Thursday, May 12, 2005

Sine, cosine, tangent

If you've ever seen what a sine wave looks like, you'll have also seen how my mood progressed through the course of yesterday.

Starting from the middle line, there was a progressive rise in mood as I had an uncharacteristically productive day at work. I wrote an implementation plan, and solved a long-standing problem with an AS400 application which I traced back to a cheeky auto-correct in Microsoft Word.

Towards the end of the day, at the peak of my sine wave, I checked the forum for my running club to see what the evening's run would have in store:

"Do you like crossing rivers?"
- Er, no.

"Running through waist high grass in a scene reminiscent of the paddy fields in Platoon?"
- No again.

"Running through silage? No??"
- Well anticipated...

"Well don't turn up this Wednesday then. If yes then meet at [insert meeting point] at 6.30pm. Only K knows the true horror, he survived, so you can too!!!"
"See ya then"
- I'm not so sure you will

What goes up, as they say, must go down. So it was for my sine wave.

Ever since the evenings have been light enough to run on unlit country lanes on a Wednesday evening, the running co-ordinators have gone to town with their off-road, cross-country runs.

Whilst many of the more serious outdoorsy runners are lapping it up, this is not a welcome change for the Witho. I run on tarmac roads, lanes, pavements or decent forest tracks. I have no interest whatsoever in running through long grass with uneven ground underfoot. Neither do I care much for scrambling over electric fences and stiles. Leaping over streams and scrambling up muddy banks gives me no pleasure whatsoever. On a walk, maybe. On a run, absolutely not...

Running, for me, is about establishing and maintaining a rhythm. You can't do either if you're constantly worried about what's underfoot, if you keep having to stop to clamber over a fence here, a stile there.

I posted a reply on the forum, suggesting that I would set up a splinter group to do a road run instead. I was asked where my sense of adventure was...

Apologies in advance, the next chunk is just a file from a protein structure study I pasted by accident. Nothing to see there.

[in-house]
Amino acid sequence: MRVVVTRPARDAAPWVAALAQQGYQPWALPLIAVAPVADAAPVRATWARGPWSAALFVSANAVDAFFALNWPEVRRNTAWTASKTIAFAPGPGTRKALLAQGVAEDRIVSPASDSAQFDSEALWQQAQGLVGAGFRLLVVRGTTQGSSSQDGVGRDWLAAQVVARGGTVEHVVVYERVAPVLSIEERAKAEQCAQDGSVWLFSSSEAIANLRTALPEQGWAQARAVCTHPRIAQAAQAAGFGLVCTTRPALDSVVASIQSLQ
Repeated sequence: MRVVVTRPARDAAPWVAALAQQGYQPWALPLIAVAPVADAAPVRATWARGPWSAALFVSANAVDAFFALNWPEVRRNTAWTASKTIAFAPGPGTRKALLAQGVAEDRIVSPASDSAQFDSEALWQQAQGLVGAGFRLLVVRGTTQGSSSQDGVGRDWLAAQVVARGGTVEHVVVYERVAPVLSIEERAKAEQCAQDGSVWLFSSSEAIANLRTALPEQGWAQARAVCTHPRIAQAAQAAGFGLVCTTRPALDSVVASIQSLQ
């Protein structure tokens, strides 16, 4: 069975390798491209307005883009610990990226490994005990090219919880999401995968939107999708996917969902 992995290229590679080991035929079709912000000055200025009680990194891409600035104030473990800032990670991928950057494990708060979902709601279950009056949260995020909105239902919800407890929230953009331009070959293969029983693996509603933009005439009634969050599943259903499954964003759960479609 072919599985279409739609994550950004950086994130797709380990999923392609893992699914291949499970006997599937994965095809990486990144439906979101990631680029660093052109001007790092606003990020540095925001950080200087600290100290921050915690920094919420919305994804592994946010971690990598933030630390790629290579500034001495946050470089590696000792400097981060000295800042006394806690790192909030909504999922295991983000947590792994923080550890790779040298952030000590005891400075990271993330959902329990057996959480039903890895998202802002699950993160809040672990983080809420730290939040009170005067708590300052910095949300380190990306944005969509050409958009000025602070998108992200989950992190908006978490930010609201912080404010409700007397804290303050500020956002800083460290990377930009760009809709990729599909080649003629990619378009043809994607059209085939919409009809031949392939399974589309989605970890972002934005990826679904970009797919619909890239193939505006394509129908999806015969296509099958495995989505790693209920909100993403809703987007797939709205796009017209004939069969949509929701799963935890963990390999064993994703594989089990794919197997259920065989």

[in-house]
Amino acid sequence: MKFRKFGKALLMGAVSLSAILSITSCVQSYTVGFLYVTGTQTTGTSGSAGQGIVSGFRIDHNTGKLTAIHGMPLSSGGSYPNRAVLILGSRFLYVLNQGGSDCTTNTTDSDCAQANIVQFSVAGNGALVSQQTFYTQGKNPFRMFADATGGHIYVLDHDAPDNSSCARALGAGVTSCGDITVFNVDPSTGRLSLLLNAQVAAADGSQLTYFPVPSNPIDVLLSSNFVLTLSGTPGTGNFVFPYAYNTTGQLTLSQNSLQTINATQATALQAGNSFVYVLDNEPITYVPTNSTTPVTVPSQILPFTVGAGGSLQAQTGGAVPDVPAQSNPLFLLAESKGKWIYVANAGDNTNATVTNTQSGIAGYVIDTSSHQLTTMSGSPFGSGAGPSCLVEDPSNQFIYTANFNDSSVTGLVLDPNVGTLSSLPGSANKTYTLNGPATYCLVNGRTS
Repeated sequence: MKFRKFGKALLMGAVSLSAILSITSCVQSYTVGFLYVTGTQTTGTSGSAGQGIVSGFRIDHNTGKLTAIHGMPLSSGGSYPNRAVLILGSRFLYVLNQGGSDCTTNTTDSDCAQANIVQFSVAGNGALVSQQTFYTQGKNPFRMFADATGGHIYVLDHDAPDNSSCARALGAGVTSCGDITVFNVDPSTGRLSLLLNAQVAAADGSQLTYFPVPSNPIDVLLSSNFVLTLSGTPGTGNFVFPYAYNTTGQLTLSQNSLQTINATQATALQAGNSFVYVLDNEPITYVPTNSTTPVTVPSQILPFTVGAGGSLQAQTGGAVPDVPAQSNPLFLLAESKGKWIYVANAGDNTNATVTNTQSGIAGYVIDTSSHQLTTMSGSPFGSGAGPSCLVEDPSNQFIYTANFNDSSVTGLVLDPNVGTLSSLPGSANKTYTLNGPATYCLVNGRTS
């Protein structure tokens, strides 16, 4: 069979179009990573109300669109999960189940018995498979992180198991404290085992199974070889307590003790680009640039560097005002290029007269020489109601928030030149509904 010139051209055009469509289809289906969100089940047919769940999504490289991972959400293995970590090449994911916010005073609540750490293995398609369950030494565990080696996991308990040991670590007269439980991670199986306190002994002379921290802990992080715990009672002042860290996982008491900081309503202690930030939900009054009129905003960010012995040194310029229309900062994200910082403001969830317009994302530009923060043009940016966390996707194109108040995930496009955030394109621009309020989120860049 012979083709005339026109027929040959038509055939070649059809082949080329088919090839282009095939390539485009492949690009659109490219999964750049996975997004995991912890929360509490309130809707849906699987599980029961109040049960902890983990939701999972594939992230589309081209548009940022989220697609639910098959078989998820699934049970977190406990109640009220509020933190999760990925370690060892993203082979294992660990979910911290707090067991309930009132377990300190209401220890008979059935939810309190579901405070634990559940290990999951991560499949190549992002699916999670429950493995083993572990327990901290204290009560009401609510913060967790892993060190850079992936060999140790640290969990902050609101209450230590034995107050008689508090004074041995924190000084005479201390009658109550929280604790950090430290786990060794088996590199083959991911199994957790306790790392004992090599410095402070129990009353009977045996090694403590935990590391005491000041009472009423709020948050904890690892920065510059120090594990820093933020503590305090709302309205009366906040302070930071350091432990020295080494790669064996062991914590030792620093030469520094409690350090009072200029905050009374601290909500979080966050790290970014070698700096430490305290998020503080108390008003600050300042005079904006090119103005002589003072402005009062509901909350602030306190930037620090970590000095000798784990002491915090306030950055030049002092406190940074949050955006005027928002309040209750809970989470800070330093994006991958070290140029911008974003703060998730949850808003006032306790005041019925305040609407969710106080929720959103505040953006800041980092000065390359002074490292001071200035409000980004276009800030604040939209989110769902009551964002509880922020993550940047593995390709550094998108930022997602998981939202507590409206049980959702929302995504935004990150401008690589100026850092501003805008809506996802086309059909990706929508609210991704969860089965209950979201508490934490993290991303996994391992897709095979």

When I turned up at the meeting place, I chatted to some of the girls who were equally concerned about the run. We hatched a plan to do our own run, at our own pace. Then bottled out at the last minute and reluctantly went along with the group. A couple of girls just went home at that point. Sensible girls.

At the moment we go through the gate into the field of long grass and bumpy earth beneath my feet, my sine wave passes through the middle line on its downward journey. As the wave approaches its trough, I'm nearly in tears as I scuttle tentatively across the field, on my own because I'm so far behind. The patronising "well done"s and "keep going"s from the guys don't help.

It was the worst run I've ever had the displeasure of experiencing. I take no pleasure from correctly predicting that I would hate it. I don't want to come home from a run and cry onto the BF's shoulder. I don't want to hate running. I don't want to hate myself for being so crap at it.

So I get home and languish in my trough for a while. The shower helps, as does the Chinese food. By the time I switch on to Channel 4 for the regular torture that is "Grand Designs" my wave is back at its peak. I'm like Sisyphus at the top of his mountain, triumphant for a brief moment with his rock.

As I watch, the wave, like Sisyphus' rock, begins its descent again as it always does when I watch the programme. Partly through envy, partly through disbelief that some people can just spend 1.9 million pounds on a home, hardly batting an eyelid. A couple who believe that they require 6 toilets in their home. What kind of world are we living in?

Halfway through the programme, with the wave again at the middle line, I realise that I haven't yet made the soup I was planning to make, for which BF had prepared the vegetables whilst I was out running. The wave descends anew...

Lurking again in my trough, I prepare the soup while the BF does the washing up. We talk, he reassures, my wave begins a slow ascent.

I check my email before bed. There's a message from my translation course tutor who is returning my first assignment (the first translation I've done since university - a good 10 years ago)


In case you didn't know, I signed up for a home study translation course to prepare me for the Institute of Linguists' Diploma in Translation, mainly to see if I'm suited to a possible career in translation.


Here's the message, with names changed to protect the innocent:

"Dear Witho

This is an extremely impressive translation – accurate, right register, coherence, sentence structure, vocab choices etc. So I have been scratching around for some comments to make!

A few ticks for especially pleasing things and some alternatives for you to consider.
There were one or two things missed out from the ST [Ed: Source Text] though in some cases these may be due to your conscious decisions.

Don’t hesitate to get back to me if anything unclear. I look forward to your next assignment.

[insert tutor's name]"

Wave going up - no sign of stopping.

P.S. There is no cosine in this post. We apologise for any inconvenience this may cause.

This page is powered by Blogger. Isn't yours?